Such beautiful sand at Padstow when the tide is out. Nowadays boats are able to enter the harbour - but it hasn't always been that way according to Cornish folklore.
To quote from the late 1800s.
The port of Padstow has a good natural harbour, as far as rocks are concerned, but it gets chocked up with drifting sands as to be nearly useless.
It was once deep water for the largest vessel and was under the care of a merry maid, most would call her a mermaid. But, whatever her description, boats could travel safely to the harbour.
All was well at Padstow until a man bought a new gun! Some say the man was a Tristram Bird others that it was Tom Yeo. But, whoever, the new gun was aimed at a seal. Tragically though it was the mermaid who was shot. She dived for a moment; but re-appearing, raised her right arm, and vowed that henceforth the harbour should be desolate.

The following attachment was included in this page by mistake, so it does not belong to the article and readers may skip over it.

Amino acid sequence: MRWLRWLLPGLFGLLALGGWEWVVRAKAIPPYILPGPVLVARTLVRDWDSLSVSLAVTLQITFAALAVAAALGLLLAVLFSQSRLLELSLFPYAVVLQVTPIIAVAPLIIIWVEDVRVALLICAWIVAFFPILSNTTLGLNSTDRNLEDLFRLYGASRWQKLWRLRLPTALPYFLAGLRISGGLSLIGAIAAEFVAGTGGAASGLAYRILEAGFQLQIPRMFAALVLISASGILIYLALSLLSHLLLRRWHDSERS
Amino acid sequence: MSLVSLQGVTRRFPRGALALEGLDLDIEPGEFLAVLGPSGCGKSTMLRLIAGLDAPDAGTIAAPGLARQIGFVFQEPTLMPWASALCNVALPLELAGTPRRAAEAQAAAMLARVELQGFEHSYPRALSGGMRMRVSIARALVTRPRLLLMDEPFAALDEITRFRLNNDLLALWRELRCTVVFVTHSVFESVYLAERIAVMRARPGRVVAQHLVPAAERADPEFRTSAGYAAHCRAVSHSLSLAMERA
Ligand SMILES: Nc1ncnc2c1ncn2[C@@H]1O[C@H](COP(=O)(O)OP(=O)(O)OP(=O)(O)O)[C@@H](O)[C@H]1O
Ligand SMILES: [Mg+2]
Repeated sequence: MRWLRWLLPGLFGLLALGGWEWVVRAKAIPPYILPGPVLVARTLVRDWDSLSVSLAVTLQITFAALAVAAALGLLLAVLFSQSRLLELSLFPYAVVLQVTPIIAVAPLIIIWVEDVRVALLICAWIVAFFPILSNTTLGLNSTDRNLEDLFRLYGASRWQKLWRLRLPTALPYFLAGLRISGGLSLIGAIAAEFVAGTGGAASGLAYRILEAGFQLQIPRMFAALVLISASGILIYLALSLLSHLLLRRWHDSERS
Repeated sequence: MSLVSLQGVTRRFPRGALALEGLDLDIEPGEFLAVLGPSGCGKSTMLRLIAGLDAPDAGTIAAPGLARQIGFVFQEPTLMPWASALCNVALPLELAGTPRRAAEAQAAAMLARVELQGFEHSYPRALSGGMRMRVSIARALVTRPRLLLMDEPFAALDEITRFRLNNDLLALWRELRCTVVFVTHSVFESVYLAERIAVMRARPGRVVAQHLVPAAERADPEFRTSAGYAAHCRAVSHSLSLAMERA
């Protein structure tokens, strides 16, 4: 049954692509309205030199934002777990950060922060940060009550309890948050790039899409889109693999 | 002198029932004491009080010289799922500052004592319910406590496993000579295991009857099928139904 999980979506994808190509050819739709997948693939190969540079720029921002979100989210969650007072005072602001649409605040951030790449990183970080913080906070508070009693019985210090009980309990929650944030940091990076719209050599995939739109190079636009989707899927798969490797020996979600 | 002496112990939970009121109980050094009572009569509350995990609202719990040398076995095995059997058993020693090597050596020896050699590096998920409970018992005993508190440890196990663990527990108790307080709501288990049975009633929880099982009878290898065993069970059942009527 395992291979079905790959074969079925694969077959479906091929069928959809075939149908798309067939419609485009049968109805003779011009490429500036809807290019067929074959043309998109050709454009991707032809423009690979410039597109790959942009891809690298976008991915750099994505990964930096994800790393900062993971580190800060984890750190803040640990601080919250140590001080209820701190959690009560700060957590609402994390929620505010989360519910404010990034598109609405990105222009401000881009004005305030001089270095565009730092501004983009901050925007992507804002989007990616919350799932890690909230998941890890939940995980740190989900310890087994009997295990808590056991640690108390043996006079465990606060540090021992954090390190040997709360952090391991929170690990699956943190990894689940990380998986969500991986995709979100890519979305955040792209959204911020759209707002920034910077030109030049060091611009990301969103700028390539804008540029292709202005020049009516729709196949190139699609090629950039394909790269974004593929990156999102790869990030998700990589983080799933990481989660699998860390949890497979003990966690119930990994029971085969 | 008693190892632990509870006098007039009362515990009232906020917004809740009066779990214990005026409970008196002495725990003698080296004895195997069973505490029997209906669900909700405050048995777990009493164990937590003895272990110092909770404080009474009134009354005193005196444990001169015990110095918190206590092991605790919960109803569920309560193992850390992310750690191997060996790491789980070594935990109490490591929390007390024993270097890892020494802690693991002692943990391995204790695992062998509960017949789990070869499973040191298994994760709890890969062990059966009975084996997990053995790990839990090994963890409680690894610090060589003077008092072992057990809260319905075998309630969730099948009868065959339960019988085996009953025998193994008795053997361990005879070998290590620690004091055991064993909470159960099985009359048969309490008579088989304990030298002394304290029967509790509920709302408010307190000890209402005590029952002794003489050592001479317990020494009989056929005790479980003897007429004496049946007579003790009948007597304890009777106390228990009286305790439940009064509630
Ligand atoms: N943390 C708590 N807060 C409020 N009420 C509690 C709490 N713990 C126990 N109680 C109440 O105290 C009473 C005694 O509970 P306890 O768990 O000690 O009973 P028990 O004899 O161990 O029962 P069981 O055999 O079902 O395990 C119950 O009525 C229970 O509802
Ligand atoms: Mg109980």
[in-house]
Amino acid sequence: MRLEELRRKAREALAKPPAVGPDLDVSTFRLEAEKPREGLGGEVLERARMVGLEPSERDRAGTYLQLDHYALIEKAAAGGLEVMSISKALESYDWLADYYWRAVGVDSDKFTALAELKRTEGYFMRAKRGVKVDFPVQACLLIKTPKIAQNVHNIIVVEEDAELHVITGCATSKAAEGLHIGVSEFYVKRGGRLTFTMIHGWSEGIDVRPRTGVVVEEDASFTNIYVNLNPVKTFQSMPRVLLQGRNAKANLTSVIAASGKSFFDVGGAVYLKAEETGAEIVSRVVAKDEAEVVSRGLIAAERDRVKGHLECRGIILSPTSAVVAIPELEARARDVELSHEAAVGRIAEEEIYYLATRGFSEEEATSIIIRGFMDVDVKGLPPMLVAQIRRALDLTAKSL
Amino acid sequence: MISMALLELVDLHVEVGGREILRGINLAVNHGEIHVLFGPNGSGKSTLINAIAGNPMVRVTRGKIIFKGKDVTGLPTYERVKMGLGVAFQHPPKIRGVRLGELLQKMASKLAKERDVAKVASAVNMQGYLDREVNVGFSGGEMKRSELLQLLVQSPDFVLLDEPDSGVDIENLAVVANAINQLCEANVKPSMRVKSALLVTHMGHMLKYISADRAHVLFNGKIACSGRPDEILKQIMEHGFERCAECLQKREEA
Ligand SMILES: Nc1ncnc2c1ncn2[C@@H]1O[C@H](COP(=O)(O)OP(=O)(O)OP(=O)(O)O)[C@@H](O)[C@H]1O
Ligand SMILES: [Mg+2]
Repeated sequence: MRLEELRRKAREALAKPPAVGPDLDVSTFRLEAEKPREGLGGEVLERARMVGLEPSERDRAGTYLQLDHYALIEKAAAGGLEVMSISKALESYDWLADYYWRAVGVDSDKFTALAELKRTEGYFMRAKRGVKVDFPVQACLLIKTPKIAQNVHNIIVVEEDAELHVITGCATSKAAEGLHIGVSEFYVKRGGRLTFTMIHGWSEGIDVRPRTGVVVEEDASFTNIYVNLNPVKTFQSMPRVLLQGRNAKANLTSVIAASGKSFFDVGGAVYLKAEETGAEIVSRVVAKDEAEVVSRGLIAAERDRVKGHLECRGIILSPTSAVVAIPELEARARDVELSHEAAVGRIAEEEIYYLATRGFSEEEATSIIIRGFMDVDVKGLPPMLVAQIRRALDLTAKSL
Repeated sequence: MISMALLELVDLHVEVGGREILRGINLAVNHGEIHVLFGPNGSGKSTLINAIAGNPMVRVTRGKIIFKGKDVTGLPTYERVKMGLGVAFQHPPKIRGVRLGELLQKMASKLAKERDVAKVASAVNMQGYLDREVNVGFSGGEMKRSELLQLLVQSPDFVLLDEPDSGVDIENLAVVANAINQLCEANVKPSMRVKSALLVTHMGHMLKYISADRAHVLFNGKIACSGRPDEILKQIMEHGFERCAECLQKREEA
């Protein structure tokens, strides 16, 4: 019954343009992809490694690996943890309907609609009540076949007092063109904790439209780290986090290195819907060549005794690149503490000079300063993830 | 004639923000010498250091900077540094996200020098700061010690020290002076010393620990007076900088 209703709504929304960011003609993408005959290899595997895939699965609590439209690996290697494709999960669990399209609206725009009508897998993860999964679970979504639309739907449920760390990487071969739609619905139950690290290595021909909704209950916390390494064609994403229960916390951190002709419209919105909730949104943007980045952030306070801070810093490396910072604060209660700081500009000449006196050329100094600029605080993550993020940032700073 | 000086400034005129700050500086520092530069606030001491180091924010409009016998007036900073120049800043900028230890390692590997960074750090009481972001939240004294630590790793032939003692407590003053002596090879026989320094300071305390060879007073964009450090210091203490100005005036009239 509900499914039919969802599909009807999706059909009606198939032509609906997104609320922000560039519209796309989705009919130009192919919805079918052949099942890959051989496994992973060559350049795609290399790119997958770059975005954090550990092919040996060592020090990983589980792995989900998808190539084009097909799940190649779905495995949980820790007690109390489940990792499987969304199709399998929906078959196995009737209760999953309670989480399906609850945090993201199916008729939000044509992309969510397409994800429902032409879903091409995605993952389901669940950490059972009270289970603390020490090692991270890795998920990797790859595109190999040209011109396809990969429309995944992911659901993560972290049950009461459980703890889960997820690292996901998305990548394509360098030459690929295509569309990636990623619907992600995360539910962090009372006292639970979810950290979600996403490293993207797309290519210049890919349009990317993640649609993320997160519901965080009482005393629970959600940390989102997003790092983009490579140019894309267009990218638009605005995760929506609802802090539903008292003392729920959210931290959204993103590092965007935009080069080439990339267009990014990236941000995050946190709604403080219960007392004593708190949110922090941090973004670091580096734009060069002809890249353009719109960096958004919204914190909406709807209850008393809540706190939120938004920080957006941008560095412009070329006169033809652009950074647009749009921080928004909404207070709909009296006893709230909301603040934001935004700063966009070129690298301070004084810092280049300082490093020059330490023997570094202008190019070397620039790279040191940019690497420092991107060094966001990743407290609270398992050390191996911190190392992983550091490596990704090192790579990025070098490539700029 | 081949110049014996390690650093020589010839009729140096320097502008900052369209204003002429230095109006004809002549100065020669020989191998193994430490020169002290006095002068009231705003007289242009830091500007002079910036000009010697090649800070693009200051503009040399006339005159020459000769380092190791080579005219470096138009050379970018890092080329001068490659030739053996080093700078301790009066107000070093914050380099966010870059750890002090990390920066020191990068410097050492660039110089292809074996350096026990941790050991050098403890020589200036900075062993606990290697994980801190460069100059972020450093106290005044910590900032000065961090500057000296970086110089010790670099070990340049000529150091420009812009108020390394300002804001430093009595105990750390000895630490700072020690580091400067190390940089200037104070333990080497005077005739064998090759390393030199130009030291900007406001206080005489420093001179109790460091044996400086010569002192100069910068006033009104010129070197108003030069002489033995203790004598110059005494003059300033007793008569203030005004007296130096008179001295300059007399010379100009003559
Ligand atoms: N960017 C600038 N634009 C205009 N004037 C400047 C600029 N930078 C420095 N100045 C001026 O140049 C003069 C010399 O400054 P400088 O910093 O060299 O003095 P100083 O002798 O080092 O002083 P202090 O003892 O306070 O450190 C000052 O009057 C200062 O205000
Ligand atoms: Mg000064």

The picture below shows Tristram Bird with his gun and the mermaid.
According to the many legends, following the mermaid's death there was a terrible gale. When the water subsided a Doom Bar or Bar of Doom was situated at the estuary entrance.
Since records began, in the nineteenth century, there have been over 600 wrecks, beachings and capsizes due to the Doom Bar - and, of course, the mermaid's curse.
The photo below is from 1911 when the French ship Angele was wrecked on the Doom Bar.
Today the estuary is regularly dredged and the Doom Bar has moved - see comparisons between 1825 and 2010 - charts by Worm That Turned.
Most boats can now reach the harbour at Padstow safely.
There is still lots of sand about, when the tide is out, as can be seen in the photo below.
For other Padstow posts please visit:
Padstow, Cornwall on a Sunshine Winter's Day
Padstow, Cornwall: Ghosts, Cornish Pasties, Fish & Chips And More